What types of social situations make it more likely that we’ll obey authority? You’ll observe Milgram’s electric shock experiment and what it revealed about the relationship between obedience and authority. How far would you go to obey authority? Would you go against your own conscience?
Milgram’s Obedience Experiment
Perhaps one of the most famous psychological experiments of all time, Stanley Milgram’s controversial obedience study set out to demonstrate the extent to which people follow the instructions of authority figures. Forty male volunteers between the ages of 20 and 50 were told that they were involved in a learning experiment and were directed to administer electric shocks by flipping a switch when the actor in a separate room responded with a wrong answer. Unbeknownst to the participants, the actor was actually not being shocked but was acting as though he was.
The participants were instructed by this Yale scientist to increase the level of intensity by 15 volts each time the actor answered incorrectly. Five of the 40 of the participants refused to continue after 300 volts when the actor screamed and banged on the wall, acting as if he was in excruciating pain.
- The actor shouts phrases such as ‘Let me out of here!’ and ‘You have no right to keep me here!’ The participant turns away from the switch apparatus to look toward the shouting.
- Speaking over the actor, the scientist says calmly, ‘Continue, please.
- The participant mumbles something. The actor is still shouting.
- The scientist says calmly, ‘Go on,’ while the actor yells.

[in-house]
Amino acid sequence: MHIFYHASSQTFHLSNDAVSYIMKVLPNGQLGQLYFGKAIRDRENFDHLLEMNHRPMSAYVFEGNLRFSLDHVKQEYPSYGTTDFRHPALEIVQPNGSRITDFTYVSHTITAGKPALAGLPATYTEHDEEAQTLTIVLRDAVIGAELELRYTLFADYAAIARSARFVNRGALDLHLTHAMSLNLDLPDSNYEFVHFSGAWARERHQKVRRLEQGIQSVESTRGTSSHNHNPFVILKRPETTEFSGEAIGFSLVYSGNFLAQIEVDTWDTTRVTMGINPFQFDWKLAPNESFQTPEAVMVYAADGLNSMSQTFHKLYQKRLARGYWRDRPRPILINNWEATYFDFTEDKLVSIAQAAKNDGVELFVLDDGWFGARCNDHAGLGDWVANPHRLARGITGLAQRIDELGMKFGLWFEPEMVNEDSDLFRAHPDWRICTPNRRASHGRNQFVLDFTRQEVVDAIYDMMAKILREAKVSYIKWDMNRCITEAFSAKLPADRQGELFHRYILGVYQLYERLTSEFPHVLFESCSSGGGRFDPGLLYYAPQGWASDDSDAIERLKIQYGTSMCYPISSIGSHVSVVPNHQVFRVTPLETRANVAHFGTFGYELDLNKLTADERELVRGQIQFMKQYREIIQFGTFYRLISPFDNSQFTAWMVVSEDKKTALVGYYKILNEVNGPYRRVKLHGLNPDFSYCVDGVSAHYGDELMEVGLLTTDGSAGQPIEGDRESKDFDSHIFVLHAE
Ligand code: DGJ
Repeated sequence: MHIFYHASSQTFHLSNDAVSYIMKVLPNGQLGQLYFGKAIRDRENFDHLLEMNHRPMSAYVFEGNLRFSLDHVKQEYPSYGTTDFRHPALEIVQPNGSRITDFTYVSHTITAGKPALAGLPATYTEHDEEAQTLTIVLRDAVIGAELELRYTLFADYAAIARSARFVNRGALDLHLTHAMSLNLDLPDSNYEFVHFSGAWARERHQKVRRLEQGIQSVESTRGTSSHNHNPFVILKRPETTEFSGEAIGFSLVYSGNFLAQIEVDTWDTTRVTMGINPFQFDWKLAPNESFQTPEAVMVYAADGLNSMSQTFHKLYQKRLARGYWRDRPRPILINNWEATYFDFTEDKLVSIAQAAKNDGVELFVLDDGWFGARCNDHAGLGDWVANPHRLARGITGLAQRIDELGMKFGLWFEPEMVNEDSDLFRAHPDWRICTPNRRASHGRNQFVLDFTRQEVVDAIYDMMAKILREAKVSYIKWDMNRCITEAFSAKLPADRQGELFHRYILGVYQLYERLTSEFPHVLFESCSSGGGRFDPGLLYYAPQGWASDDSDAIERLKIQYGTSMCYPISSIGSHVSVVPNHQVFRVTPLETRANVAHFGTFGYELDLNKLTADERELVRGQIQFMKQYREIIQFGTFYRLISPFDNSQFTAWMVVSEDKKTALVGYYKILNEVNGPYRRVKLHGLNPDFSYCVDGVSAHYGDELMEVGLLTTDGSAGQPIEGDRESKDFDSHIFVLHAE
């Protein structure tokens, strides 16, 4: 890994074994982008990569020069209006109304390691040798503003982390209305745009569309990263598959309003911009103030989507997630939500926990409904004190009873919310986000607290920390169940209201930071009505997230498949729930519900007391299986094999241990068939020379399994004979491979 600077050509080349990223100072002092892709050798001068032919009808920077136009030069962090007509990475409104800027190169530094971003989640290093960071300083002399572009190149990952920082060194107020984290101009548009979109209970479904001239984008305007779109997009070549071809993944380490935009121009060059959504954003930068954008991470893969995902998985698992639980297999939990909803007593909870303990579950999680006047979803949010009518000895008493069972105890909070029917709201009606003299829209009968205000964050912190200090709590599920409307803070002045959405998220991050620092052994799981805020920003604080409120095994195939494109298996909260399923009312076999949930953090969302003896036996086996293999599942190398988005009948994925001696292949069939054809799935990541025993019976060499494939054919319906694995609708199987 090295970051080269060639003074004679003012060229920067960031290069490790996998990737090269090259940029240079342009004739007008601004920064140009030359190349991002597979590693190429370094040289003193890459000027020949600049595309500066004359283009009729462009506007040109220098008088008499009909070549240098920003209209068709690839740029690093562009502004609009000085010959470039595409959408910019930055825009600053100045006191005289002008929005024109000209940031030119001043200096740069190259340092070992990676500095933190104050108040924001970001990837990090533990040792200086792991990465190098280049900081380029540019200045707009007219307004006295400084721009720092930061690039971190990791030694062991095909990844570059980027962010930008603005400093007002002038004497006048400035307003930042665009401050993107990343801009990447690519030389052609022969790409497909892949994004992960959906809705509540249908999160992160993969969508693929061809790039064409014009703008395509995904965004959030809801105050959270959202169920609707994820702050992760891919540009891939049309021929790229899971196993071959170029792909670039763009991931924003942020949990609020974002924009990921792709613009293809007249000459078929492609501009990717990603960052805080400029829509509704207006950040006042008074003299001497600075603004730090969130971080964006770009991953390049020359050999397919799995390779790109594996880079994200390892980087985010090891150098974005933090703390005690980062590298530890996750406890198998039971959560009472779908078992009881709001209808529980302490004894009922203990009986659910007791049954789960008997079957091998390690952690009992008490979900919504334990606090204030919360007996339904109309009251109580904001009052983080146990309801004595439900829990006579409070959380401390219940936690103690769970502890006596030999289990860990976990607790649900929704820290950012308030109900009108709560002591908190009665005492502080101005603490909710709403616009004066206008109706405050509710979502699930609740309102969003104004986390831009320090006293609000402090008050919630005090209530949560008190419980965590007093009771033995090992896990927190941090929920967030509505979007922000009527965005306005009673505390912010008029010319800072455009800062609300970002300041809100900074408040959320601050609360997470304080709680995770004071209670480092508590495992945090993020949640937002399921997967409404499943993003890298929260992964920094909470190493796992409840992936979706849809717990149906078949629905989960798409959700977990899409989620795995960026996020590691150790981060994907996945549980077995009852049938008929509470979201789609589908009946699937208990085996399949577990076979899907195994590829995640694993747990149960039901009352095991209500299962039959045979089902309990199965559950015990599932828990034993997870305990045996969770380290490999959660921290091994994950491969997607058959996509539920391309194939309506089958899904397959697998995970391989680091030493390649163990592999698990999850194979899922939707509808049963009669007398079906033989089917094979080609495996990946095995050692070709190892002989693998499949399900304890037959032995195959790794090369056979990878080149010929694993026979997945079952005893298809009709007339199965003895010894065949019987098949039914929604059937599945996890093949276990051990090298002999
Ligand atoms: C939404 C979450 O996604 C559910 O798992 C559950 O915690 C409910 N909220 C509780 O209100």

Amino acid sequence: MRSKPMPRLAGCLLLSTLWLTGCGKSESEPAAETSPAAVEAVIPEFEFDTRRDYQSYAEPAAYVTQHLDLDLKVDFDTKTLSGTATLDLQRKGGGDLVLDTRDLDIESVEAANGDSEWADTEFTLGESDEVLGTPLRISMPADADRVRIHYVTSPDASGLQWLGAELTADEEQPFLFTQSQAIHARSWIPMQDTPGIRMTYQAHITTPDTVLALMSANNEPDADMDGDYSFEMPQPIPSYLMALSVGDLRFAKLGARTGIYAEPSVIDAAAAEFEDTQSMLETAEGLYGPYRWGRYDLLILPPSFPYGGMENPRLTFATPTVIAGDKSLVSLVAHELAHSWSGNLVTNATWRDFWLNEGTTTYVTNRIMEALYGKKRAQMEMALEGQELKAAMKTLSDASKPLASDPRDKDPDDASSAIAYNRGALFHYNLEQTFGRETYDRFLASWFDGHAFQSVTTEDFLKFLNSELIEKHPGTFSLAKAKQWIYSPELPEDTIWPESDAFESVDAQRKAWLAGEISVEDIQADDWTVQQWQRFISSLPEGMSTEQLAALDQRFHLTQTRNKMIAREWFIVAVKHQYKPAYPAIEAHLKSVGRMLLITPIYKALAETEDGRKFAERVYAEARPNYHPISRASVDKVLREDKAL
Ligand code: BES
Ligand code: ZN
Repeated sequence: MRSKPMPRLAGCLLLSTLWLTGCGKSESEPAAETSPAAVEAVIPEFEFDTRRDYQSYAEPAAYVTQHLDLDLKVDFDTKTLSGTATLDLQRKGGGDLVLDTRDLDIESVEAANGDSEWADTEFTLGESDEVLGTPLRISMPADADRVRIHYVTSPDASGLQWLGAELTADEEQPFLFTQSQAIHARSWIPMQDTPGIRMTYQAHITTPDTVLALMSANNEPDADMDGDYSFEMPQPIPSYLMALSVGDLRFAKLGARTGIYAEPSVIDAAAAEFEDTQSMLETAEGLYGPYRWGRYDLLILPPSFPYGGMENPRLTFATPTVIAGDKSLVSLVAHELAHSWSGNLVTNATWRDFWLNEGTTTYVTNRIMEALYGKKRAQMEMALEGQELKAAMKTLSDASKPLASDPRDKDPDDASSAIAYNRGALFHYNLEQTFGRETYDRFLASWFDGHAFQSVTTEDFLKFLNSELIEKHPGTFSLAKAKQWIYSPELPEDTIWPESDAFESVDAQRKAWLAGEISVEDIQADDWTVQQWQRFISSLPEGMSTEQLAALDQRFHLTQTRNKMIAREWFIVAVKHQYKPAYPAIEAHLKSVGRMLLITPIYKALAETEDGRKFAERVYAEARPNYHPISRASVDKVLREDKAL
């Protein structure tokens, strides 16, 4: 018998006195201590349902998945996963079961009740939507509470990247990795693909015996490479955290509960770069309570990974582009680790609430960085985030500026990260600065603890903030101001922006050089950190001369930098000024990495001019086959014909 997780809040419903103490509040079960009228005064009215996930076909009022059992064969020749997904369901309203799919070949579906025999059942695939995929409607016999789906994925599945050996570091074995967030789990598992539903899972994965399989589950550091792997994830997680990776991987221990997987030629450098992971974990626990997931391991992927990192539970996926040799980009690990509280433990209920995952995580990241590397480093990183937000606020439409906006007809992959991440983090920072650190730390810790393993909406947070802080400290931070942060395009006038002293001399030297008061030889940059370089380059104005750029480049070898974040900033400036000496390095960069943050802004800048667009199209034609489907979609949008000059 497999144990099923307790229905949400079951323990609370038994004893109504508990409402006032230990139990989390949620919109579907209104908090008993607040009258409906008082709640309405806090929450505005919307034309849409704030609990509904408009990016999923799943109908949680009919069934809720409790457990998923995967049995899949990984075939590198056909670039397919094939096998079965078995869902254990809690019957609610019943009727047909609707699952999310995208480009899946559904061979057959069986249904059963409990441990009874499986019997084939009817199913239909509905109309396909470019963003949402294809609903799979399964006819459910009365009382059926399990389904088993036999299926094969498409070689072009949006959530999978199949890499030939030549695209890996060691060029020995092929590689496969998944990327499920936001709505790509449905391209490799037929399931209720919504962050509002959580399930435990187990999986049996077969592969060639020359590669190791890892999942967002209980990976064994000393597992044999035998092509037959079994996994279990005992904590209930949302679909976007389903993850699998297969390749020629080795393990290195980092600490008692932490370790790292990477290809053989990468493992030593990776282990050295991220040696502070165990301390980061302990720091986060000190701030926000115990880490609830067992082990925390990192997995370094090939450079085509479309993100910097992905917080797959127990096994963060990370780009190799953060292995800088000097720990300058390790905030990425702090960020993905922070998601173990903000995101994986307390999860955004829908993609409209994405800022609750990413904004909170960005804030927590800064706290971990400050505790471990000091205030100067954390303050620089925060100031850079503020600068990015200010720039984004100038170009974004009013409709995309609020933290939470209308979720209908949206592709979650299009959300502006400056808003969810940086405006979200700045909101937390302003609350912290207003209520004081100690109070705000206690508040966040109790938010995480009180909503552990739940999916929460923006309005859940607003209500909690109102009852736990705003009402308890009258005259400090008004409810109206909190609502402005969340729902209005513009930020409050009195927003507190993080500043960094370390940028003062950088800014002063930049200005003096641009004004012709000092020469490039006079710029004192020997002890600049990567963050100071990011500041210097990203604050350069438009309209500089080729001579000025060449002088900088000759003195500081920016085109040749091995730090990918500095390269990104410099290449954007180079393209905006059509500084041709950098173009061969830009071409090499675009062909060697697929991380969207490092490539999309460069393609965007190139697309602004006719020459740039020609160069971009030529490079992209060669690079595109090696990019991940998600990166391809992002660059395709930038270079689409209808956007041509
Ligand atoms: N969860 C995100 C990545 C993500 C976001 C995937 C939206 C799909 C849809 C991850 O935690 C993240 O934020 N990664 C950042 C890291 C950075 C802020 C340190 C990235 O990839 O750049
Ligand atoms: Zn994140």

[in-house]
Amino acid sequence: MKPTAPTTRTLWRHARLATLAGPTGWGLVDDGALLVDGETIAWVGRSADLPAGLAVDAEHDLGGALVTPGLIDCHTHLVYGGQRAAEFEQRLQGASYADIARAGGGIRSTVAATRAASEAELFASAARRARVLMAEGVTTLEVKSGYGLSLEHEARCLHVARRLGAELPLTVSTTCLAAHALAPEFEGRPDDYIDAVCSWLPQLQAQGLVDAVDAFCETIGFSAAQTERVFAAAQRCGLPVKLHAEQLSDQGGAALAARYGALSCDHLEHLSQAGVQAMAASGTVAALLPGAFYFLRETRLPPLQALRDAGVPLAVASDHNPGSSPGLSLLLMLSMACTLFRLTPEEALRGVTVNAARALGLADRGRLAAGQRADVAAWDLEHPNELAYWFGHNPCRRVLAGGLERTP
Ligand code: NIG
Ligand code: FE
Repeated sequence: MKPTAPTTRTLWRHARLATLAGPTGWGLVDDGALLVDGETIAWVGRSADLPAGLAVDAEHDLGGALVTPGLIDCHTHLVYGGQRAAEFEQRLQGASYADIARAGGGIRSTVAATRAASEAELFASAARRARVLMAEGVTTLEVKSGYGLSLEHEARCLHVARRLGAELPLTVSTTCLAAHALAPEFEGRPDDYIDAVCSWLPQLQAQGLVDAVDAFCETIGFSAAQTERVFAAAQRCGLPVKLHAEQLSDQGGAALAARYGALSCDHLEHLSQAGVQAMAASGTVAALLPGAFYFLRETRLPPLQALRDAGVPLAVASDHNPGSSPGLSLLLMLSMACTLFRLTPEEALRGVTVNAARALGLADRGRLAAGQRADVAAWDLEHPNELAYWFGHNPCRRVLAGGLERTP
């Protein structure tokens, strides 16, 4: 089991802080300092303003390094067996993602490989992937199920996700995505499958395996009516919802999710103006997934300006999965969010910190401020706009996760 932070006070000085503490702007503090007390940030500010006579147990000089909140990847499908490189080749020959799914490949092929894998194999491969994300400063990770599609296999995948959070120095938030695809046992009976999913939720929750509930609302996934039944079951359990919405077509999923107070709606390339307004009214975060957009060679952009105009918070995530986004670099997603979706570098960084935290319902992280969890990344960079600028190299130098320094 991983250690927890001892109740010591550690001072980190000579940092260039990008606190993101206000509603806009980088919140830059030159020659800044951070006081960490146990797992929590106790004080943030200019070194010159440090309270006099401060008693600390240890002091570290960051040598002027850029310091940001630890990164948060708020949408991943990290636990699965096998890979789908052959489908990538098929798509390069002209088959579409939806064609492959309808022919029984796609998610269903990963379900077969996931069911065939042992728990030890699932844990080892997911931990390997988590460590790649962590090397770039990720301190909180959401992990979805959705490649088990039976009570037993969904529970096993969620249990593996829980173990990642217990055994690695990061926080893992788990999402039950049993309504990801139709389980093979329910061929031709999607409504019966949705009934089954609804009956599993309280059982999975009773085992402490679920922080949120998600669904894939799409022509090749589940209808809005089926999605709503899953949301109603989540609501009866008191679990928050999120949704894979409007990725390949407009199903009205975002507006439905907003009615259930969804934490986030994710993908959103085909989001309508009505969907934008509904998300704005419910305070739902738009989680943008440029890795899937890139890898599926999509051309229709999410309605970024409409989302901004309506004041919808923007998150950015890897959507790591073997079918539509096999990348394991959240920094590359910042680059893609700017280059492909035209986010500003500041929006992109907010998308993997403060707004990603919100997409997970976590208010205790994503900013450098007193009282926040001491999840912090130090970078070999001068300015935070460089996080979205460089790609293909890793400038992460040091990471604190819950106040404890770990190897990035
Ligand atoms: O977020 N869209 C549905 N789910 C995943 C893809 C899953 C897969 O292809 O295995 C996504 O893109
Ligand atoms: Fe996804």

- The participant turns back to the switch apparatus. He mumbles something that includes the phrase ‘be responsible for it.
Surprisingly, 65% participants continued to administer 450-volt shocks at Professor Milgram’s insistence that their participation was essential to the experiment. Although the participants were acting out the instructions of the authority figure, it’s important to note that they were doing so willingly and the switch was labeled ‘danger: severe shock.’
Why did the participants obey? The presence of a respected authority, a Yale professor, lent an air of legitimacy to the experiment.What are the perceived consequences of disobeying an authority figure? Milgram’s experiment makes it clear that, within certain social situations, people are willing to release responsibility to a higher authority rather than take responsibility for their individual actions. The perceived authority of Professor Milgram rested on his authority as a professor at an elite institution, the fact that it was his experiment and the status of science.